My personal belief is that Ocearch is not a true scientific research institute, but rather, a bunch of fishermen who think it's cool to catch and tag sharks, and they found a loophole that allows them to do this.
But, I am also a scientist and require proof. So I started looking around for hard evidence, one way or the other. The information I got on Ocearch was from their own website, http://www.ocearch.org/.
Chris Fischer is the "expedition leader and founding chairman" of Ocearch. While it appears he has gone to college, I cannot find any information about what he studied. Presumably if he had studied something like biology that would relate to legitimate research it would have been mentioned. He has, however, been an avid fisherman since childhood. Fischer's Facebook page, https://www.facebook...HEROCEARCH/info, says "By breaking down institutional barriers, the resource-focused projects of his non-profit, OCEARCH, facilitate research progress at a rate otherwise not possible." I interpret that to mean, "Since we have no one to answer to, we can do what we want," but you may read it differently.
Under the "Partners" section of their website they list:
- Cat[erpillar] tractors & engines
- Costa sunglasses and apparel
- Landry's dining, entertainment, and gaming
- Contender boats
- Yamaha outboards
- Yeti coolers
- Safe boats
- Xavient Information Systems
- The Billfish Foundation (sportfishing)
- LightHawk aircraft
None of these organizations are conservation or scientific organizations. Thus we are forced to assume that no legitimate scientific organizations have partnered with Ocearch. However, please note they are partnered with a sportfishing company, on whose board Chris Fischer previously served.
There is a question in the FAQ section, "Does Ocearch decide how sharks are handled?" Their answer is, "The tagging, handling and sampling procedures employed during the expedition follow the standards of the Institutional Animal Care and Use Committees (IACUC.org) of each institution, which are made up of scientists and veterinarians." Having previously worked in Stanford University's Human and Animal Research Compliance Office I know a little bit about how organizational IACUCs work and how research protocols are approved. Any time an animal research project protocol is sent for review the reviewers (which do include peer scientists and veterinarians, and usually a lay community member) will scrutinize and approve or disapprove the methods being used by the researcher. However, what I do not know is a) if Ocearch's methods are reviewed and approved by institutional IACUCs, since they are a third-party, and if they are b) how detailed are the descriptions of Ocearch's methods, and c) does the IACUC have the ability to have Ocearch change their methods. And of course, there is always the possibility that some research, especially if the institute is based outside the U.S., is done without IACUC review or protocol approval.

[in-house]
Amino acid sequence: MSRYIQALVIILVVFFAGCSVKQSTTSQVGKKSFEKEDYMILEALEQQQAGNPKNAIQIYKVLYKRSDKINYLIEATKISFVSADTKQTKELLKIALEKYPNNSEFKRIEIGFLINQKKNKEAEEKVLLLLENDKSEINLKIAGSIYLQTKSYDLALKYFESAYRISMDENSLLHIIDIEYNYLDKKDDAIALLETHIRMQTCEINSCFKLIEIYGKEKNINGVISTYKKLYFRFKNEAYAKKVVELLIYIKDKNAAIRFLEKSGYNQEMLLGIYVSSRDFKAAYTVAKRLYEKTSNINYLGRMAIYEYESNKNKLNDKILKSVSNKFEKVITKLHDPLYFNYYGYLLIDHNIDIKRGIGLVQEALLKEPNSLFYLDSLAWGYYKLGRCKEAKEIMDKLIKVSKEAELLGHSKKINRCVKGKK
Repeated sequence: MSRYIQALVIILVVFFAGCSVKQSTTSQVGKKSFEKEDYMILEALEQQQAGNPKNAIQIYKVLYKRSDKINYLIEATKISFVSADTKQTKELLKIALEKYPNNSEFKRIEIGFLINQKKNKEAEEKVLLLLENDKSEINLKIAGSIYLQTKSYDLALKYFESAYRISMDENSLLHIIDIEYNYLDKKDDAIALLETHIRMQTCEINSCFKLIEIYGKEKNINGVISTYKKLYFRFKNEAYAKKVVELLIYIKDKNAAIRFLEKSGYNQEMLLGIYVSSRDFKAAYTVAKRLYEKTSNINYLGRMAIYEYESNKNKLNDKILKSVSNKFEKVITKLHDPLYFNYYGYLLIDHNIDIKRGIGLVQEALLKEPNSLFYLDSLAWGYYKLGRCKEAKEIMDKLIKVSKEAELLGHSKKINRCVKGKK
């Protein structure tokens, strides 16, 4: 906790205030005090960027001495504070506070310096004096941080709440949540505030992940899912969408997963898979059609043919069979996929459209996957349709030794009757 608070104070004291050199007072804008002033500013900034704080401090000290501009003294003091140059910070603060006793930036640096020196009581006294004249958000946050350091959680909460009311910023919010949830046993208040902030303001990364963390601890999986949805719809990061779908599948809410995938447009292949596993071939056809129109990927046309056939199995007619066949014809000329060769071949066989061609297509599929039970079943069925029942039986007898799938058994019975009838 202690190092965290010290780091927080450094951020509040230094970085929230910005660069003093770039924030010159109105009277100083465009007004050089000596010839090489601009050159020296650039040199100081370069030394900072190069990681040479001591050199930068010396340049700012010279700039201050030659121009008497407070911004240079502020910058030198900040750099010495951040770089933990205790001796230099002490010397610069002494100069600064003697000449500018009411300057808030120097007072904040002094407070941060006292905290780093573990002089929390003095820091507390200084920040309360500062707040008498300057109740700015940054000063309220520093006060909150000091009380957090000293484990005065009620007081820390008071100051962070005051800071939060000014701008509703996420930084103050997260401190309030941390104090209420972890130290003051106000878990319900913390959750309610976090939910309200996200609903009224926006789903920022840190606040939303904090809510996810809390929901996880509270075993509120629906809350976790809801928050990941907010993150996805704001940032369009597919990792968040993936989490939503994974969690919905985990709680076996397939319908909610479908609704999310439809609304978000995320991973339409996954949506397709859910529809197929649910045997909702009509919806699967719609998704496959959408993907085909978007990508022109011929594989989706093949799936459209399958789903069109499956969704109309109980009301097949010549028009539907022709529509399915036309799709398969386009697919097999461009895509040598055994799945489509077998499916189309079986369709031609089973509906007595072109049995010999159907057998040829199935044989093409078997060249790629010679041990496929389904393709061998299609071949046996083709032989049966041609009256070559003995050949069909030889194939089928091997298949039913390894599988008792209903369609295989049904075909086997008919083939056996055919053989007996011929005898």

Under the "Science" section of their website they throw out words like methodology but do not provide any actual information. As I was looking at this their website went down so I was unable to access the "Scientific Papers" section, but please see below.
Ocearch states, "There are approximately 40 research papers currently in preparation or completed based on OCEARCH expeditions and resulting studies." This is what really matters, right? Is what they are doing to the sharks worth it? So I did a literature search using Google Scholar through my university. I found seven mentions of Ocearch:
- 1 in Russian, appears to be about the Cat company
- 1 article was not available, but is not from a peer-reviewed journal and appears just to mention that Ocearch does tracking
- 4 blog entries and non-peer-reviewed papers
- 1 legitimate peer-reviewed scientific paper. Ocearch was given a citation here, and the tracking information used within was a brief mention not directly related to the research topic
Fischer's Facebook page lists five "Published Scientific Papers." All five references are mentions in one book, "Global Perspectives on the Biology and Life History of the White Shark," edited by Michael L. Domeier. The only place I could find these papers published was in this book; these are not peer-reviewed scientific papers. All papers listed Michael Domeier as an author.
Yes, there may be more research papers that have not yet been published, but their track record isn't good so far. I can say with confidence that, as of today, there have been no legitimate, peer-reviewed research papers that have used data collected by Ocearch to support their hypotheses. (Ocearch founder and leader Chris Fischer has zero shark research papers to his name.)
I welcome any additional information about Ocearch.
Edited by gina, 17 November 2013 - 03:22 PM.